USED CONE CRUSHERS
Information and illustrations of cone crushers, links to other resources including used cone crushers and plant design considerations
DESIGNING A CRUSHING PLANT
WEBPAGE TRANSLATION TOOL


ILLUSTRATIONS OF PLANT DESIGNS

PICTURES OF CRUSHING AND SCREENING PLANTS
Designing a crushing plant to obtain the lowest cost per ton produced, and meet your market needs, requires balancing the entire process.
  • Starting with the best method to extract the raw material and deliver it to the crushing plant
  • Designing the crushing plant to be able to process that raw feed and then produce the final marketable products
  • Choosing the equipment so all components work together efficiently
Designing a crushing plant is similar to designing a manufacturing production line. All components must work together to create a smooth flow, consistent production, and as uniform final products as possible. The raw material can change during the life of the operation, weather can influence the operation, and normal wear can affect the production and quality of the output of the plant. The plant operator must be constantly adapting the operation to reflect these changes. In the end, crushing is an art rather than an exact science.

There are some basic principles that if followed will help you obtain the greatest production with the least capital investment and lowest operating costs.
  •    The raw feed needs to be as uniform in gradation, type, and feed rate as possible.       
  •    Remove all rock that is already smaller than your discharge setting prior to feeding each crusher.
  •    Using grizzlies and screens to reduce the amount of material that needs to be crushed will save you capital costs and operating costs.
Primary crushing is normally done by horizontal shaft impactors, gyratory crushers, or jaw crushers, and sometimes cone crushers.

Secondary crushing can be accomplished by using a jaw crusher, horizontal shaft impactor, or a cone crusher.

Tertiary crushing is normally done using a fine, shorthead, or Gyradisk cone crusher, and vertical shaft impactor.

Roll crushers are used both for secondary crushing or when fewer fines are wanted, such as producing "chips".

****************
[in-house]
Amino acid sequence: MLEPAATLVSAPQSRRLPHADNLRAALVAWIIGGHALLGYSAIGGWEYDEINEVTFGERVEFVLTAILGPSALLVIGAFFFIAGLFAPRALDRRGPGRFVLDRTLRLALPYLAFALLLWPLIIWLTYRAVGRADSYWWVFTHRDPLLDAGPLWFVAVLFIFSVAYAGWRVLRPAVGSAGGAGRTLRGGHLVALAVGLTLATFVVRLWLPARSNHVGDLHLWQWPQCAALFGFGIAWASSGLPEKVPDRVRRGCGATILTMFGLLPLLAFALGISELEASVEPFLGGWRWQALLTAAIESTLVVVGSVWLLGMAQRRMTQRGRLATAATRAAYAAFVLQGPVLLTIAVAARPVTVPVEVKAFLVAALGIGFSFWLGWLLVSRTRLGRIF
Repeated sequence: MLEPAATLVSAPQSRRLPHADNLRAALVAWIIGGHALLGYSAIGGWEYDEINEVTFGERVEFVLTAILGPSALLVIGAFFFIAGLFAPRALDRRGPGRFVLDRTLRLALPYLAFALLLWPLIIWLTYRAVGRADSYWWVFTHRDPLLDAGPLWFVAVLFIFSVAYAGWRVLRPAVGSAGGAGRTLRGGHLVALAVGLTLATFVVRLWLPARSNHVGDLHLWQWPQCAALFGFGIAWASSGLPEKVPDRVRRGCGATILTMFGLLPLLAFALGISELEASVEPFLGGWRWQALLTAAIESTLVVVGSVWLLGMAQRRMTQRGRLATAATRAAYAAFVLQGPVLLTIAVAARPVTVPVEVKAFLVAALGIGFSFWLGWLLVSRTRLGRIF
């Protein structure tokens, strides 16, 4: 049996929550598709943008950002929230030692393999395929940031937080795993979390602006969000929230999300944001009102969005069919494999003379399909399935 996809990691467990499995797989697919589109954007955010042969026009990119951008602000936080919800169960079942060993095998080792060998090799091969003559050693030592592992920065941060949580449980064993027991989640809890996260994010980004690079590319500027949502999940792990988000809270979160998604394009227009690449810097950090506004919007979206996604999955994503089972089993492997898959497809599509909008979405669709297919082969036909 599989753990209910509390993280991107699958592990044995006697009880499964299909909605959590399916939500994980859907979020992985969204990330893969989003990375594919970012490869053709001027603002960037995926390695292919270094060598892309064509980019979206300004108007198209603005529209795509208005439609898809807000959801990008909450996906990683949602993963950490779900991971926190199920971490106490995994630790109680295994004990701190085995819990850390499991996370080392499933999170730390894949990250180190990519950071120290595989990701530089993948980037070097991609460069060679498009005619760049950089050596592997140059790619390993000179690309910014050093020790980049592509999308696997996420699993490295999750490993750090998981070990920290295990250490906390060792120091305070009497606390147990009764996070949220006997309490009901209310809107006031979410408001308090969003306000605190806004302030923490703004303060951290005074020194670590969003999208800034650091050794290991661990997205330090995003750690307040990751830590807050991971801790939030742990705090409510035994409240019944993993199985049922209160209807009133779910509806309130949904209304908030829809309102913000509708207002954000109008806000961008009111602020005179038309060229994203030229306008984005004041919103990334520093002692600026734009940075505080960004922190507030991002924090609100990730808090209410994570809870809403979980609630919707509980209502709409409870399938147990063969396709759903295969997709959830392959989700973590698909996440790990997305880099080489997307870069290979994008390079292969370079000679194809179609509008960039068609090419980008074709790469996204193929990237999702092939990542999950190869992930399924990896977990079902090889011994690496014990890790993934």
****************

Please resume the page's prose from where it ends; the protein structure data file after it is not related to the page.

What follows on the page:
For more information on the various types of rock crushers, their method of crushing, and the average reduction ratios they produce, please go to
CRUSHER TYPES.

For more information on various crushers go to CONE ILLUSTRATIONS. For pictures of some aggregate plants
see below.

ALL CRUSHING IS BASED UPON STARTING WITH A RAW RESOURCE AND TRANSFORMING IT INTO FINAL PRODUCTS OR A FORM FROM WHICH YOU CAN EXTRACT VALUE FROM. IT IS IMPORTANT TO KNOW WHAT YOU ARE STARTING WITH, AND WHAT YOU WANT TO END WITH. IT IS THAT INFORMATION THAT IS USED TO DETERMINE WHAT EQUIPMENT YOU WILL NEED. 

Basic information needed includes:
1. What are the physical characteristics of the rock? Type of rock? Hardness of rock? Chemical composition of the rock? Weight per unit of measure (such as pounds per cubic foot or kilograms per cubic meter)? Is the rock abrasive? Average moisture content? 
2. Gradation of the rock? What are the average percentages of each size range?
3. Source of the rock? Is it from a sand and gravel deposit, or a shot rock quarry?
4. How many tons per hour can you supply the plant?
5. What is your market demand? What is the demand for certain size ranges?
6. How many different products will you need to produce? What is the size range of each product?
7. Do you want to have your operation stationary or portable? Portable equipment costs more to purchase, to ship, and to maintain.
8. Do you want equipment that is simple in design, easy to trouble-shoot and repair, and built to last.
9. Do you want equipment that uses high technology such as electronic sensors, computers, control consoles, and designed for high production but short useful life. 
 

The following are examples of matching the crushing and processing equipment to produce the final products processing a sand and gravel deposit and in a rock quarry. Notice how the use of appropriate screening greatly increases the production capacity of the crushers. By changing the input gradation, screen size, crusher size and discharge setting, various configurations can be compared to come up with the one best suited to meet your objectives.        

 

 
EXAMPLES OF PLANT FLOW PROCESS IN DESIGNING A CRUSHING PLANT
1.
USING A 3' STANDARD CONE TO PRODUCE 3 FINAL PRODUCTS AT 175 TONS PER HOUR
EQUIPMENT USED:

SURGE HOPPER WITH FEED CONVEYOR
SINGLE DECK SCALPING SCREEN
SYMONS 3' STANDARD CONE CRUSHER
TWO DECK SCREEN

Loading sand and gravel into a feed hopper. Raw material is fed to a scalping screen with 1 1/2" top screen cloth. Material 1 1/2" to 6" delivered to the 3' standard head cone crusher set at 3/4" closed side discharge setting. All materials now go to a two deck screen with 3/4" top deck and 3/8" bottom deck. In this design, all material that is already the final product sizes bypasses the cone. The cone is only used to crush rock larger than 1 1/2", reducing the wear on the manganese, and greatly increasing the production capacity of the plant. While the Symons 3' standard cone is only rated for an average production of 100 tons per hour set at 3/4" discharge setting, this plant is able to produce 175 tons per hour by using only one cone crusher.



2.
USING A 17X42 JAW CRUSHER WITH 45" CONE CRUSHER TO PROCESS 230 TONS PER HOUR OF QUARRY ROCK
TO MAKE 4 FINAL PRODUCTS

EQUIPMENT USED:

Kue Ken 17X42 jaw crusher
Allis Chalmers 45" cone crusher
2 each 5X16 three deck incline screens
4X12 single deck scalping screen




3.
USING A 30X42 JAW CRUSHER WITH A 4' STANDARD CONE CRUSHER TO PROCESS 250 TONS PER HOUR OF
SAND AND GRAVEL AND MAKE 3 SEPARATE FINAL PRODUCTS


EQUIPMENT USED:

Vibratory grizzly feeder
30X42 jaw crusher
48" standard cone crusher
6X20 three deck vibratory screen